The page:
A common programming pattern when using WordPress filters is the early return pattern (also know as the “short-circuit” pattern). This pattern is useful when you want to allow a filter to override a value that is “expensive” to calculate.
While PHP namespaces allow you to refer to a function in file without using the fully qualified name, there is a catch when adding a WordPress hook or filter. The PHP __NAMESPACE__ magic constant can be helpful in this situation.
Code to add a custom column to the WP Admin Posts listing page.
When using Scriptless Social Sharing, you may want to add a site wide hashtag to all of your tweets. This is the code you can use to do that.
When creating new posts for a video demonstration, I wanted to display a consistent date. While my first thought was to reset my system clock, this snippet overrides the date when the post is first created, which worked for me.
I like to use the Scriptless Social Sharing WordPress plugin to add Share buttons to my blog posts. Recently I had a client notice that because the Email Share button has target=”_blank” in the HTML markup, it opens a new tab when clicked. This is great behavior if you’re using web based email (e.g. Gmail), however if you’re using an email application on your computer, you end up with a blank tab. This code removes target blank from the email share link.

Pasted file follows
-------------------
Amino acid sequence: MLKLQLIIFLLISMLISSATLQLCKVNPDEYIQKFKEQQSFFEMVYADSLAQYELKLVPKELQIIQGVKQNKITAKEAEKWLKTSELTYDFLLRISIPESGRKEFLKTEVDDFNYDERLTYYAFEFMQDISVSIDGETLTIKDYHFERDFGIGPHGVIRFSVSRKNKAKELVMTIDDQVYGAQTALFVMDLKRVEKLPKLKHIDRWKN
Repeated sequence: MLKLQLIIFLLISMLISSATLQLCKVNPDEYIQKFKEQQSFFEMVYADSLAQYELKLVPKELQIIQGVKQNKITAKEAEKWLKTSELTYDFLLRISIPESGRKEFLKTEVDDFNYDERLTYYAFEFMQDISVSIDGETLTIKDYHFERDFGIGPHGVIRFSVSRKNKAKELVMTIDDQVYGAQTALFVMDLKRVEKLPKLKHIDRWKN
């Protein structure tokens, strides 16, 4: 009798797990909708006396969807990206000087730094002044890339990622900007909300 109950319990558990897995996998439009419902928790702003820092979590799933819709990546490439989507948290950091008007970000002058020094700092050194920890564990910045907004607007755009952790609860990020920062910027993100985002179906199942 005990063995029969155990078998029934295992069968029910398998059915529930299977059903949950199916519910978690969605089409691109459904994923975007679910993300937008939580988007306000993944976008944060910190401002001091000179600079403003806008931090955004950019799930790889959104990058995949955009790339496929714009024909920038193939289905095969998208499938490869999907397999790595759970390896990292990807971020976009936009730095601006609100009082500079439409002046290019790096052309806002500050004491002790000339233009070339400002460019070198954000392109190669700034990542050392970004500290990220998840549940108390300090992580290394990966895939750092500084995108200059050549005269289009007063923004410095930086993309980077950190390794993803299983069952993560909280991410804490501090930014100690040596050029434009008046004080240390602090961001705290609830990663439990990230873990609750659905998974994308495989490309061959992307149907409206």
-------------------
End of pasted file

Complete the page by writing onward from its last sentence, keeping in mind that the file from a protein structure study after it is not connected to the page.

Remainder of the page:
I often find it helpful to add a label to the Featured Image area in the WordPress admin. By guiding clients to upload the appropriate sized image, it lets me avoid them being surprised by WordPress cropping their image in an unexpected way.
When it comes to adding social sharing buttons (e.g. “Share on Facebook”), I’m a big fan of Scriptless Social Sharing by Robin Cornett. The one thing I like to do when using it is add UTM parameters to the links that are shared. Here is the snippet I use to add UTM parameters to my URLs that are being shared.
As a WordPress developer it is a painful (and all too familiar) feeling of angst, when I find a plugin that does almost exactly what I want but the author has left no way for me to modify the behavior without changing their code. Don’t Hack Core (or plugins) A popular refrain in WordPress developer […]